In November last year, the UK Competition and Markets Authority (CMA) had ordered Meta to sell Giphy, as the acquisition could harm social media users and UK advertisers.
The CMA later fined Meta $2 million for failing to disclose key changes regarding its acquisition of Giphy.
In a judgment on Tuesday, the appeals tribunal unanimously dismissed all of Meta’s grounds, except that the CMA failed to properly consult and wrongly excised portions from the decision.
While the appeals tribunal favoured the CMA in five of the six claims, the tribunal did rule that the CMA had failed to properly inform Meta of Snapchat’s acquisition of Gfycat (a short video hosting company) for nearly a year after it became aware of the ruling.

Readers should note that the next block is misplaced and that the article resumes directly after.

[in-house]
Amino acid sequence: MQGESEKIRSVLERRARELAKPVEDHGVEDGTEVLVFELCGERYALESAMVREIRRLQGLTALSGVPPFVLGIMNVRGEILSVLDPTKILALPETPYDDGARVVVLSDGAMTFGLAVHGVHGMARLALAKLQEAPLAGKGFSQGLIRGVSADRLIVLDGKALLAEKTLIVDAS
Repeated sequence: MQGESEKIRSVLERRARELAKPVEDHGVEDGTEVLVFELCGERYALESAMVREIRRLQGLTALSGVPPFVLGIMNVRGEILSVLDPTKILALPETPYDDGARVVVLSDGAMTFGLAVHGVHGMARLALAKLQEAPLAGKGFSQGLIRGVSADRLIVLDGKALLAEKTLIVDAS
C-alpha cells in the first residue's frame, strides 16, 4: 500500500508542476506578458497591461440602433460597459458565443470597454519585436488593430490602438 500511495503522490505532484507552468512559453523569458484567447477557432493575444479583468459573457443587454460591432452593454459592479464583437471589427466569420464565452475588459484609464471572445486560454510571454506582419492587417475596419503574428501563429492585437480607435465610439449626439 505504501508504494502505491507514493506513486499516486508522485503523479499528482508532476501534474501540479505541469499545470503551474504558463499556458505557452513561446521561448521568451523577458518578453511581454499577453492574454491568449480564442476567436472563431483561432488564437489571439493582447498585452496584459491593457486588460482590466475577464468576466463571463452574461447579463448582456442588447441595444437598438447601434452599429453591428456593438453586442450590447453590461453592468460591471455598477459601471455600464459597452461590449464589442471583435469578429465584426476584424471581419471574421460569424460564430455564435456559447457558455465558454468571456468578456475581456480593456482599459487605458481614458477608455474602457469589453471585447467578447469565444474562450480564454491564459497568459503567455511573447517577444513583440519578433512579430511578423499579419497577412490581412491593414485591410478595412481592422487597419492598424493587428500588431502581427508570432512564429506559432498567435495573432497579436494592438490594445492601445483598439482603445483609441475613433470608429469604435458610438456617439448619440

Meta emphasised the upheld claim and its impact on the broader ruling.
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“Today’s ruling found that the CMA’s approach to its investigation was adifficult to defend’ and aundermines the entirety of the Decision,'” a Meta spokesperson told The Verge.
“We look forward to understanding how these serious process flaws will be addressed. We firmly believe our investment would enhance GIPHY’s product for the millions of people, businesses, and partners who use it.”
Facebook had moved to buy the online GIF platform in May 2020.
The CMA had found that Giphy’s advertising services had the potential to compete with Facebook’s own display advertising services.